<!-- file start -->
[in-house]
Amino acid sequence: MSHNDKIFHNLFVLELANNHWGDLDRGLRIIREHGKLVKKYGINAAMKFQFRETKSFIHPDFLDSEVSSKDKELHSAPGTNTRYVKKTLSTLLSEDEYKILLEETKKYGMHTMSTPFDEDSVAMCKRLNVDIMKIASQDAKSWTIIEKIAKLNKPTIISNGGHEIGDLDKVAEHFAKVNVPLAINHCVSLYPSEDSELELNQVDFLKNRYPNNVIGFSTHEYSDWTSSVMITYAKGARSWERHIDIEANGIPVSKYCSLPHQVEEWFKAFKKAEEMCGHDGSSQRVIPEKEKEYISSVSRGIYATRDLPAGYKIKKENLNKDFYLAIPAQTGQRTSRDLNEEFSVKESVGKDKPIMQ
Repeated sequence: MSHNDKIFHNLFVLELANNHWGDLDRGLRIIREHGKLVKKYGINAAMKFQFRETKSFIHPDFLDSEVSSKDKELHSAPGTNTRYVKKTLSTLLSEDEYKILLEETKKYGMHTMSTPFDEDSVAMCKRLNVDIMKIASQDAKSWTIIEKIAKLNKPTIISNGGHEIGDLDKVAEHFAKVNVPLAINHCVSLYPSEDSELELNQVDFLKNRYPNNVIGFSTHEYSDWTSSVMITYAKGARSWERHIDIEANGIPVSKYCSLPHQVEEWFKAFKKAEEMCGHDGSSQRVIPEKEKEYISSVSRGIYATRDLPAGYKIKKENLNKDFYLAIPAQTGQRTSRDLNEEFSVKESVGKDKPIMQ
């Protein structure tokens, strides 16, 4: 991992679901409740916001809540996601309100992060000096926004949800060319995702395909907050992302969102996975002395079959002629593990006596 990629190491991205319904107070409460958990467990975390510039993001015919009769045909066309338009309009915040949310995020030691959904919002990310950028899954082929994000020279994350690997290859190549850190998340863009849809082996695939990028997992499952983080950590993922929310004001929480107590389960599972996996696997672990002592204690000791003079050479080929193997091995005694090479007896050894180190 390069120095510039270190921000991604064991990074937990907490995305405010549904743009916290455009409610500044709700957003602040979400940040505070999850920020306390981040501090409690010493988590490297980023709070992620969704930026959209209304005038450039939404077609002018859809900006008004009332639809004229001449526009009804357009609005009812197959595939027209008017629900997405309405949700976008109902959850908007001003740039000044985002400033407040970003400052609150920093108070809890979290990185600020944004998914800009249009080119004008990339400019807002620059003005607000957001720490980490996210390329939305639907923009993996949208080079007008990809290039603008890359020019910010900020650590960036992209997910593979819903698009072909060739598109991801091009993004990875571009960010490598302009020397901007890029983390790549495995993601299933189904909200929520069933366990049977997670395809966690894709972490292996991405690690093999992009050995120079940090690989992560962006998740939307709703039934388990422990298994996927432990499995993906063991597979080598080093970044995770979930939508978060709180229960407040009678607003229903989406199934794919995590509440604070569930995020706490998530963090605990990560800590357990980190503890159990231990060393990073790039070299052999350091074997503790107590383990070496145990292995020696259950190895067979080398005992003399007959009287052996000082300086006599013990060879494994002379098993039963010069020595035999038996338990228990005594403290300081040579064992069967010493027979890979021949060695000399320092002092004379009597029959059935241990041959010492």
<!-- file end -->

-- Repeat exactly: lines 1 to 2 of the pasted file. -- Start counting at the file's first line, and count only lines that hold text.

[in-house]
Amino acid sequence: MSHNDKIFHNLFVLELANNHWGDLDRGLRIIREHGKLVKKYGINAAMKFQFRETKSFIHPDFLDSEVSSKDKELHSAPGTNTRYVKKTLSTLLSEDEYKILLEETKKYGMHTMSTPFDEDSVAMCKRLNVDIMKIASQDAKSWTIIEKIAKLNKPTIISNGGHEIGDLDKVAEHFAKVNVPLAINHCVSLYPSEDSELELNQVDFLKNRYPNNVIGFSTHEYSDWTSSVMITYAKGARSWERHIDIEANGIPVSKYCSLPHQVEEWFKAFKKAEEMCGHDGSSQRVIPEKEKEYISSVSRGIYATRDLPAGYKIKKENLNKDFYLAIPAQTGQRTSRDLNEEFSVKESVGKDKPIMQ